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Looking at the Orioles' needs halfway through the offseason


Looking at the Orioles' needs halfway through the offseason

As we head into the throes of holiday season, baseball’s hot stove period is nearing its midway point. And while the Orioles have made a few moves by trading for first baseman Mark Trumbo and re-signing Darren O'Day, there is still heavy lifting to be done before the team heads to Sarasota for spring training in February. 

Here are the three areas the Orioles still need to address now that we're halfway through the offseason:


1. The Chris Davis saga. It seems the Orioles' negotiations to re-sign free agent slugger Davis continue to drag on at a snail's pace. If their reported offer of seven years, $150 million is still on the table, Dan Duquette and company have to find a way to get a decision out of the 29-year-old first baseman and agent Scott Boras soon. If he signs, then Baltimore will have kept its biggest and best power bat. If he doesn't, then the O's are free to use that money to fill other holes. Whatever the outcome, they'll be better off once this standstill is over.  

2. Finding an everyday corner outfielder. One of the biggest disappointments for the Orioles in 2015 was that they couldn't adequately replace Nick Markakis and Nelson Cruz once they left for free agency last winter. Other than stalwart centerfielder Adam Jones, Baltimore's outfield was seemingly reshuffling the deck every few weeks. Whether it was Alejandro De Aza, Delmon Young, Travis Snider, David Lough or Delmon Young, the Birds simply couldn't find players to lock down either of the corner outfield spots. 

That has to change this offseason. So far, the O's are said to have been interested in some of the big names out there such as Justin Upton and Yoenis Cespedes. But is it likely that this team, which has historically shied away from handing out big free agent contracts, would be willing to spend the type of cash it would take to acquire those players? There doesn't seem to be much of a precedent for it — especially if the aforementioned Davis is re-signed. That said, the second-tier options like Denard Span and Alex Gordon could fill the void, provided that they can stay healthy.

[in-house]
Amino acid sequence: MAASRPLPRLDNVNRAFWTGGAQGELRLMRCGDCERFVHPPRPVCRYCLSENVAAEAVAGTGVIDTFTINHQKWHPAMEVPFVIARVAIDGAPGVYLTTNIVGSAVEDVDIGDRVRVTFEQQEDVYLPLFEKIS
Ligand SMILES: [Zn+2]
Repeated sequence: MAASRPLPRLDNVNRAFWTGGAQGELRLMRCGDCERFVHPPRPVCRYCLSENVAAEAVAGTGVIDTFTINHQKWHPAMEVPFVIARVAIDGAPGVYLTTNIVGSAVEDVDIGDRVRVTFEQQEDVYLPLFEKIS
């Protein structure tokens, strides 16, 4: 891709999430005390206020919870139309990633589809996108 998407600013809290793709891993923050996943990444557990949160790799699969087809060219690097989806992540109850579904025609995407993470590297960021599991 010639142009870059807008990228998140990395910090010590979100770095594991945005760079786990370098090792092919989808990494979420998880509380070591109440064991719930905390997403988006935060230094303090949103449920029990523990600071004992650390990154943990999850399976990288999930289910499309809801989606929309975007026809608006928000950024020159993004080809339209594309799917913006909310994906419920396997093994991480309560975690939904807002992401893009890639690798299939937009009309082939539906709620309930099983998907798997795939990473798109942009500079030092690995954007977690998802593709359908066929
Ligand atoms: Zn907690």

3. Acquiring a starting pitcher (or two) to replace Wei-Yin Chen. It seems apparent that if the Orioles are to find significant help in the rotation in the next few months, Duquette will have to get resourceful. The top-end arms are either no longer available or out of the Birds’ price range, so once again the second-tier market is key. Baltimore has been reportedly linked to Scott Kazmir, Mat Latos and Yovani Gallardo during the past few weeks — each of whom would be a big help for a group that ranked 25th in the majors in starter ERA at 4.53.   

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Orioles round out starting pitching rotation, finalize 4-year contract with Alex Cobb

USA Today Sports

Orioles round out starting pitching rotation, finalize 4-year contract with Alex Cobb

SARASOTA, Fla. -- Alex Cobb's comfort and familiarity with the AL East was the deciding factor in his decision to sign with the Baltimore Orioles.

"They used the AL East and the success I've had in it to their advantage," the 30-year-old right-hander said Wednesday after finalizing a $57 million, four-year contract. "They kept challenging me with it and I love the challenge of pitching in this division and they know that over the times we talked. They did a really good job of making me feel like this is where I need to be."

Cobb gets $14 million in each of the first three seasons and $15 million in 2021, and he would earn a $500,000 bonus in each year he pitches 180 innings. Baltimore will defer $6.5 million from this year's salary and $4.5 million in each of the next three seasons.

He gets $2 million of the deferred money on Nov. 30, 2022, and $1.8 million annually on Nov. 30 from 2023-32. If he doesn't pitch at least 130 innings in 2020, an additional $5.25 million of the final's year salary would get deferred, payable $1.75 million annually on Nov. 30 from 2033-35.